However, The Fugitives also doesn’t shy away from tougher and more serious themes. The book is set during Trump’s administration and his horrible Muslim travel ban. As you might recall, Sudan was on the list of banned countries. This novel offers perspectives on immigration, asylum, refugees, the travel ban, and the way Americans think about foreigners. These Sudanese musicians have to fight stereotypes that they’re terrorists or trying to stay in the United States illegally. It’s not heavy-handed, but I found that The Fugitives offers some valuable discourse on these important topics.
Early on, it seems that The Fugitives has a clear story arc plotted out; surprisingly, about halfway through, the story goes in another direction. At times it feels a bit meandering, but ultimately I love how it comes together by the end. Without getting into spoilers, it ties together music with bigger themes in a climatic way that I found inspiring.
The Fugitives is a wonderfully written, musical, and thought-provoking novel that crosses Sudanese and American cultures. It’s charming and fun, a little bit adventurous, and filled with heart. I will be recommending it to everyone I know.
This is my first book by Jamal Mahjoub, and I’m eager to read more from him, so stay tuned for additional reviews of his books.
About the Author
Jamal Mahjoub was born in London in 1960. After living in Liverpool for several years, the family moved to Sudan, his father’s home country. Mahjoub attended Comboni College, run by Italian priests. He subsequently received a grant from Atlantic College in , and continued his studies in geology at the university of Sheffield. While still a student he began publishing his literary texts in magazines. After several changes of location, northern Europe eventually became his home base – yet his African roots still play a central role in his books. They incorporate stories and history, science and superstition and at the same time discuss the living conditions in which people from different backgrounds live together or in close proximity with each other.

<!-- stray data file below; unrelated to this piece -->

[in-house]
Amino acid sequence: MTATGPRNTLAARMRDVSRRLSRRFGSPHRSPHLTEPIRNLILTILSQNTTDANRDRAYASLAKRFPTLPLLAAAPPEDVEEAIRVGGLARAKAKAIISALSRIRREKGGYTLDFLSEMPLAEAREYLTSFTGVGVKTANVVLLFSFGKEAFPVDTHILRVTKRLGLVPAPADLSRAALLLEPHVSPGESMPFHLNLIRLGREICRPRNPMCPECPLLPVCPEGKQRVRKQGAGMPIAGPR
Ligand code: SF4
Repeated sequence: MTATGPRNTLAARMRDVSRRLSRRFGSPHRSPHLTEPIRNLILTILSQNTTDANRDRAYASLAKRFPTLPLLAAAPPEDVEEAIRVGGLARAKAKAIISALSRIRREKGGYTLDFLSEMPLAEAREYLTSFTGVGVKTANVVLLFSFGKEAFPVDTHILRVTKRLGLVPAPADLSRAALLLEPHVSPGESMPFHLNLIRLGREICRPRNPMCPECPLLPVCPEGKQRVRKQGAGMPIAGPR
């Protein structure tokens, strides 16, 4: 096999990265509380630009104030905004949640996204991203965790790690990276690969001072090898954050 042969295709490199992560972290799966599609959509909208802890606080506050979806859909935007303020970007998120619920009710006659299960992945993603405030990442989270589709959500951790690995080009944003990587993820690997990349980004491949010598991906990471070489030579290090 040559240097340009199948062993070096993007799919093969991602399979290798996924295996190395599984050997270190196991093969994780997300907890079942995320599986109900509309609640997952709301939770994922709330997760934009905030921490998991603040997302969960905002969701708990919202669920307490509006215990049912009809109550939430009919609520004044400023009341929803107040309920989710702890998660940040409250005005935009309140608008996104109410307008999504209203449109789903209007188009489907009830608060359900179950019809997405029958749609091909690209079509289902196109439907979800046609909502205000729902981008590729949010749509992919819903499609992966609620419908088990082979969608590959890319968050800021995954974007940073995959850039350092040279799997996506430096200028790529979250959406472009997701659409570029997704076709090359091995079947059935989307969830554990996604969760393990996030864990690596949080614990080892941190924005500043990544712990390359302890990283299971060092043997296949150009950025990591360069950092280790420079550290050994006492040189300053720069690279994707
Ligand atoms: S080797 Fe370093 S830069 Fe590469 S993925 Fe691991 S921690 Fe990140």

»In the Hour of Signs« (1996) tells the story of the British conquest of at the end of the 19th century. The book transforms both protagonists of the conflict, the Muslim leader Mohammed Ahmed, called Mahdi, and the English General Gordon into symbolic figures. The main characters are farmers, shepherds or simple soldiers, and the uprising is described from their perspective as country dwellers or representatives of the colonial power. Mahjoub’s historical novel »The Carrier« (1998) deals with one of the pivotal moments in European thought: the development of the telescope and the corresponding astronomical methods of calculation, which paved the way for the heliocentric view of the world and the separation of science and religion. Mahjoub described his motivation: »I was fascinated by the question of why such a significant change in thought as marked by the Renaissance in Europe, didn’t occur in the Islamic world.« The young scholar Rashid al-Kenzy, son of a Nubian slave and falsely accused of murder, is reprieved by the dey of Algiers on condition that Rashid procure him the optical device, of whose capabilities people tell the most wondrous tales – and thus Rashid sets out on a long journey. In 2006 Majoub published his novel »Nubian Indigo«, whose story is set during the construction of the Aswan High Dam. »The Drift Latitudes« (2007) has present-day London as its setting. A successful architect, daughter of an immigrant from Trinidad and a German father whom she can hardly remember, receives several letters from her half-sister in , which cause her to begin to deal with her background.
The author has been awarded the Prix d’Astrobale for the novel »Travelling with Djinns« (2003) and the Guardian/Heinemann African Short Story Prize. After spending many years in the Danish city of Aarhus, Mahjoub is now living in Barcelona.